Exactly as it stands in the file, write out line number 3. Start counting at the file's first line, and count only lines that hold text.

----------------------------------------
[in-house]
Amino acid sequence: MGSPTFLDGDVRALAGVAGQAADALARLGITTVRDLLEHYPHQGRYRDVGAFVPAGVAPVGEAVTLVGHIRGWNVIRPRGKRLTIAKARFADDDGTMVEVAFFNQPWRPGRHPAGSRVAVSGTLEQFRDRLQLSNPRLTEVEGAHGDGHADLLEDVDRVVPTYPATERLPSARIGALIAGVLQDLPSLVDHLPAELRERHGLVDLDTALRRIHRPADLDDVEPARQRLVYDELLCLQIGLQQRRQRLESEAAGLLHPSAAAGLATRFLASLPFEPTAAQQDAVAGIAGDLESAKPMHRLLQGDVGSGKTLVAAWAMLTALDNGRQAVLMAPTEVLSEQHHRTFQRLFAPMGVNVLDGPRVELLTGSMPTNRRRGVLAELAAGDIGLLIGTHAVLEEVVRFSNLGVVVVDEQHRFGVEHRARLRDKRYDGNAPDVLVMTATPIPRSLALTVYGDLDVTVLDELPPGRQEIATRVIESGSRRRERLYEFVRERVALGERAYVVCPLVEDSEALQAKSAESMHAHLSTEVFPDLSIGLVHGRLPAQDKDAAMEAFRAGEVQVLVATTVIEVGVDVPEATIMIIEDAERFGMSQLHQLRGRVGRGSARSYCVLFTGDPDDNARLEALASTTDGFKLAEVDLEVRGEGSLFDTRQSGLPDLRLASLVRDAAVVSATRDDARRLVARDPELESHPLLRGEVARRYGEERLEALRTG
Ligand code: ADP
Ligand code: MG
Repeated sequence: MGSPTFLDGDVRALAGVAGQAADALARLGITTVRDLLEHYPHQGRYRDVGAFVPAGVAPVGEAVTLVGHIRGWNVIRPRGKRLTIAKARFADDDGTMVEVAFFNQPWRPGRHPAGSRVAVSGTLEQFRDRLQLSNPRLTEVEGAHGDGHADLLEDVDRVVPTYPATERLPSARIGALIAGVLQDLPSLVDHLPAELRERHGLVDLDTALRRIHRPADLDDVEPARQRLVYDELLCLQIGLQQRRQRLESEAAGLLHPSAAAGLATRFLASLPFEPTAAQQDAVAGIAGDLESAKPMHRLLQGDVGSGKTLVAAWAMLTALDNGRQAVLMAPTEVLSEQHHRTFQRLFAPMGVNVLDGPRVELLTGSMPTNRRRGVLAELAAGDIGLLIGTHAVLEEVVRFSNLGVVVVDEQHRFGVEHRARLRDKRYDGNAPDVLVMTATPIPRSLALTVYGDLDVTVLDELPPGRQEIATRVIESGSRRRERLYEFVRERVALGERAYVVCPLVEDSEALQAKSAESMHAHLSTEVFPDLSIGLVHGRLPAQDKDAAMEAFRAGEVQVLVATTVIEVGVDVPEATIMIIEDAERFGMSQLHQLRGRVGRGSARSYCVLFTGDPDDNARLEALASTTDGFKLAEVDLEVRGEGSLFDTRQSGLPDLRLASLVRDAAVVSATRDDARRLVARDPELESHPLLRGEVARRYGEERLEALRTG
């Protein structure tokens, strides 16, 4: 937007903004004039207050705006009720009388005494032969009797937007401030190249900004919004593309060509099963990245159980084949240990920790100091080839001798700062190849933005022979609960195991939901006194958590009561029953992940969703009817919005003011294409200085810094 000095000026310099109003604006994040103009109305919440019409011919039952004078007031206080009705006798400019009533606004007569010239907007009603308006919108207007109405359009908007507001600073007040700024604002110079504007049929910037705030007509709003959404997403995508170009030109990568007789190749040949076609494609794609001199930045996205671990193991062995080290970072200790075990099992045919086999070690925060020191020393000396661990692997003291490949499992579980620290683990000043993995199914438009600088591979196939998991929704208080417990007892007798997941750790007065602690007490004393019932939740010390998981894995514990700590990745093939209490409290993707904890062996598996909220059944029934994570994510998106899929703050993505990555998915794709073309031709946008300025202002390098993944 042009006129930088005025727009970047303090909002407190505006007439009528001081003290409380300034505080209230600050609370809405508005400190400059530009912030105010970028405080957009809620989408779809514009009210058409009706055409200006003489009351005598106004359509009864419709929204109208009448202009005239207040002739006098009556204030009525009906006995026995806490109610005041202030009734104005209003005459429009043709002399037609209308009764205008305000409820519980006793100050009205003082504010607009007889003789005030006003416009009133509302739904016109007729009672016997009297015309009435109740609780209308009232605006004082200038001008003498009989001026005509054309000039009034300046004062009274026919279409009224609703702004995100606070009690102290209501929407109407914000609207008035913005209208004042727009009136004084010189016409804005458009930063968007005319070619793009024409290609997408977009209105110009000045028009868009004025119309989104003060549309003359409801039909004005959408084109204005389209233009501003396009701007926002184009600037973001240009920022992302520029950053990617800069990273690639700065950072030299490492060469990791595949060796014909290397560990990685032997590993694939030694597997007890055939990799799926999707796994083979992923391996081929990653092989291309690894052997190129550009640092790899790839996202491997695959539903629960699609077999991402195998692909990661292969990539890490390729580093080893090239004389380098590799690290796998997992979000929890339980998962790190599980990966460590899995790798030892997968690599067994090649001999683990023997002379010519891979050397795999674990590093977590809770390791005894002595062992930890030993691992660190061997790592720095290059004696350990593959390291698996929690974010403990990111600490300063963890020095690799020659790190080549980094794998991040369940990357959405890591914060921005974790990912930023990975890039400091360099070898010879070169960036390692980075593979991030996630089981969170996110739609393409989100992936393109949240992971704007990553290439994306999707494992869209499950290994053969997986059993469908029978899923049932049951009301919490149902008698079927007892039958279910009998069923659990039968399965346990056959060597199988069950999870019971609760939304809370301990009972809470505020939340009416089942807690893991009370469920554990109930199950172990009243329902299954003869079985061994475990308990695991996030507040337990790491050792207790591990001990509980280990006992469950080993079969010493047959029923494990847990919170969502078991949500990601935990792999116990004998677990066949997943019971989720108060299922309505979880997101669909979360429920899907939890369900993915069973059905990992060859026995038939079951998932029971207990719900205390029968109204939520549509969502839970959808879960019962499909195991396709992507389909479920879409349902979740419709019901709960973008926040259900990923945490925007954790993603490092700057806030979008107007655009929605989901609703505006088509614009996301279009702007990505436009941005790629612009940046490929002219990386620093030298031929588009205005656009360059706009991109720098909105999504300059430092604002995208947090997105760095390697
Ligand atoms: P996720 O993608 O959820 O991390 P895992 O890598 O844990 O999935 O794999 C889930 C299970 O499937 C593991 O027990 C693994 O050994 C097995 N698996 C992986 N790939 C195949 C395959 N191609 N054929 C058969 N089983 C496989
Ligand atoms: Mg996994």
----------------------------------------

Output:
Ligand code: ADP